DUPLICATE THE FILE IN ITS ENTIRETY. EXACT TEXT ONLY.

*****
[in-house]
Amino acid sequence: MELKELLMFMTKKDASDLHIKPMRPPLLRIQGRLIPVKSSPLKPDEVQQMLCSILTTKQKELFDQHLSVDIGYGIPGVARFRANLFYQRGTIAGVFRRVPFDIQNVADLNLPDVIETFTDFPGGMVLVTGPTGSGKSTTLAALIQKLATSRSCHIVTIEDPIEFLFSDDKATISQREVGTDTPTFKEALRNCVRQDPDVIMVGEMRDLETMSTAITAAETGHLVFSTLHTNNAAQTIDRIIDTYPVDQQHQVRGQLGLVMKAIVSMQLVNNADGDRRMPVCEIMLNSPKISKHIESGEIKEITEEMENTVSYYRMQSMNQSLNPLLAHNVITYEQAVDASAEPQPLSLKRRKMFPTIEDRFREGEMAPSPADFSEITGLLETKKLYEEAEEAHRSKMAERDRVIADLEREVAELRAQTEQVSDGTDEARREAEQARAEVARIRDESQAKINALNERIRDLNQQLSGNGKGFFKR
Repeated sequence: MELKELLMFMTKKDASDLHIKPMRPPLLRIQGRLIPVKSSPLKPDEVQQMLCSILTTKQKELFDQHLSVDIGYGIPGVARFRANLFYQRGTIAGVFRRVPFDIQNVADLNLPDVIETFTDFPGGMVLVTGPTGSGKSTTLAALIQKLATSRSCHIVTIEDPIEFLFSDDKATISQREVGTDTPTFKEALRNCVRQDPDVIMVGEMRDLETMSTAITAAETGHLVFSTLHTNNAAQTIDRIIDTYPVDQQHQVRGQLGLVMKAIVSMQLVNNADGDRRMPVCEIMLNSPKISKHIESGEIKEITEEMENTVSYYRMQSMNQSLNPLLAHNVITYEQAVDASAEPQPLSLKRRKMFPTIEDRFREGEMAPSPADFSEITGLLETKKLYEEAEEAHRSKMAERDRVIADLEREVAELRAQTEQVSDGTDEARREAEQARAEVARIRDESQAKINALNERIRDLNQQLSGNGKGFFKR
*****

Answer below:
[in-house]
Amino acid sequence: MELKELLMFMTKKDASDLHIKPMRPPLLRIQGRLIPVKSSPLKPDEVQQMLCSILTTKQKELFDQHLSVDIGYGIPGVARFRANLFYQRGTIAGVFRRVPFDIQNVADLNLPDVIETFTDFPGGMVLVTGPTGSGKSTTLAALIQKLATSRSCHIVTIEDPIEFLFSDDKATISQREVGTDTPTFKEALRNCVRQDPDVIMVGEMRDLETMSTAITAAETGHLVFSTLHTNNAAQTIDRIIDTYPVDQQHQVRGQLGLVMKAIVSMQLVNNADGDRRMPVCEIMLNSPKISKHIESGEIKEITEEMENTVSYYRMQSMNQSLNPLLAHNVITYEQAVDASAEPQPLSLKRRKMFPTIEDRFREGEMAPSPADFSEITGLLETKKLYEEAEEAHRSKMAERDRVIADLEREVAELRAQTEQVSDGTDEARREAEQARAEVARIRDESQAKINALNERIRDLNQQLSGNGKGFFKR
Repeated sequence: MELKELLMFMTKKDASDLHIKPMRPPLLRIQGRLIPVKSSPLKPDEVQQMLCSILTTKQKELFDQHLSVDIGYGIPGVARFRANLFYQRGTIAGVFRRVPFDIQNVADLNLPDVIETFTDFPGGMVLVTGPTGSGKSTTLAALIQKLATSRSCHIVTIEDPIEFLFSDDKATISQREVGTDTPTFKEALRNCVRQDPDVIMVGEMRDLETMSTAITAAETGHLVFSTLHTNNAAQTIDRIIDTYPVDQQHQVRGQLGLVMKAIVSMQLVNNADGDRRMPVCEIMLNSPKISKHIESGEIKEITEEMENTVSYYRMQSMNQSLNPLLAHNVITYEQAVDASAEPQPLSLKRRKMFPTIEDRFREGEMAPSPADFSEITGLLETKKLYEEAEEAHRSKMAERDRVIADLEREVAELRAQTEQVSDGTDEARREAEQARAEVARIRDESQAKINALNERIRDLNQQLSGNGKGFFKR